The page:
Welcome to what I hope will be the first of many reflections on the typography and lettering that help make our environments interesting and unique. 

For this first post I will focus on a particular feature of King’s Lynn. An ancient and once important East Anglian trading port, King’s Lynn has a wealth of historical landmarks, quirks and treasures, many of which I hope to feature here in future posts, but to start with I want to draw your attention to a number of street signs around the town centre:

There appears to be a fair amount of name changing going on. Although I quite like the stroke of the arm on the lowercase ‘r’ below, I think that the correct form should be a capital…

I would like to see a modern-day town council meeting where it was unanimously agreed to change of the names of two historically named streets into ‘High Street.’ But seriously, I haven’t been able to find any concrete reason why any of these streets changed their names. I have found stories and ideas about why, but nothing that explains why so many of them were changed. If anyone knows why, or knows of a good web reference for this information, please let me know.

Baxters Plain – it just works better doesn’t it? They really know how to re-name things around here.

Whilst I was taking this shot I realised that was also taking a photo of a CCTV camera and thought I would end up being collared for suspicious activity:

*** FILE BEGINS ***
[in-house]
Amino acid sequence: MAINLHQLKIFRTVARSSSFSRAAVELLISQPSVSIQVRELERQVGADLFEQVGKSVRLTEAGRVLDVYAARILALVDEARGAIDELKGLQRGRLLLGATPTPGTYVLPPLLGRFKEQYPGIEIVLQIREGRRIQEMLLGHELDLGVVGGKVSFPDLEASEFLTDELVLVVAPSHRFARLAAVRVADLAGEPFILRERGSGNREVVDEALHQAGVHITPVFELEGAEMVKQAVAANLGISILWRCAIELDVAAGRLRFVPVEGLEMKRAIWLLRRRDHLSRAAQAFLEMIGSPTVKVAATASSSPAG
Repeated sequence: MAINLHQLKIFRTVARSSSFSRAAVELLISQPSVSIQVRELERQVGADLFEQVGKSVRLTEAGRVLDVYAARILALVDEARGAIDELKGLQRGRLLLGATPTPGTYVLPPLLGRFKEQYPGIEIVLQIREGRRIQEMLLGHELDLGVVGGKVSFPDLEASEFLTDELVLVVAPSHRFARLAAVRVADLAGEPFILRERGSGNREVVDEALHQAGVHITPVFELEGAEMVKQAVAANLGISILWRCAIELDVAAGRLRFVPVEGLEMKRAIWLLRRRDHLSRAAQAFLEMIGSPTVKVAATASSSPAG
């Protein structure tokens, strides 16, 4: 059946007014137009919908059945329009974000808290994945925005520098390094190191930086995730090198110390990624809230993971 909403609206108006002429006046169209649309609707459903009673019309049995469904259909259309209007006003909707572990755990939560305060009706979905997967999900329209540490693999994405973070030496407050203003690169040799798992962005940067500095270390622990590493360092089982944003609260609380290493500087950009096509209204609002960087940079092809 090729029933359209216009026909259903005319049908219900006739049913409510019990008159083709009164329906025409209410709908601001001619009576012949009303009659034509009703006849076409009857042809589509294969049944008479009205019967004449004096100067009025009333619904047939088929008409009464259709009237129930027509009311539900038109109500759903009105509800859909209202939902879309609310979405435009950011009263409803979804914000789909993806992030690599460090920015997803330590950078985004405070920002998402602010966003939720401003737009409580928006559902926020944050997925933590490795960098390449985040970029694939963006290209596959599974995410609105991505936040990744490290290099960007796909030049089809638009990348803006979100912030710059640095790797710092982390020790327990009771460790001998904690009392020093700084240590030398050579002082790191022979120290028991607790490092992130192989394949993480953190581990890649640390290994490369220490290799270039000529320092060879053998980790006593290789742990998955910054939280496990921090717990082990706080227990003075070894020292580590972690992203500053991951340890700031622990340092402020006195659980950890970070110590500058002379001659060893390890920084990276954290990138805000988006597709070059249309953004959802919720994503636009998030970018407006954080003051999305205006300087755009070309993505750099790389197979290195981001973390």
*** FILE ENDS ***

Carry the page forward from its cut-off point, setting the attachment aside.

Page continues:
It is a little-known fact that King’s Lynn was the first town in the country to install CCTV in its town centre. It is also the first town to install a resident pigeon on each camera. ‘Watch Pigeons’ are part of the boroughs tough stance on anti-social behaviour in the town centre.

King’s Lynn still has a number of these old revolving barbers poles outside its tonsurial temples. This one stands incongruously above a rather posh ladies salon these days but I’m glad it’s still there.

 The obvious typographical flaw in these signs is in the word spacing. Some may describe the spacing as ‘generous’ or ‘deluxe’ but we all know what we really think, don’t we? There are a number of kerning issues too; look at the word ‘formerly’ below to see that the r-m relationship is not visually consistent with the rest of the spacing, which is compounded by the more balanced relationship between the r-l-y.

There are a few others too, and rather than just point them out, I have made the kerning and spacing adjustments I think this particular sign needs.

So what’s in your neighbourhood? I am putting out a request for contributors for the “my type of… place” section of this blog and would like you to put together your own typographic tour. If you are interested, download the contributors information sheet for more details, ideas and specifications here.

Street Name Sign information
London Street Signs
Amusing Street Names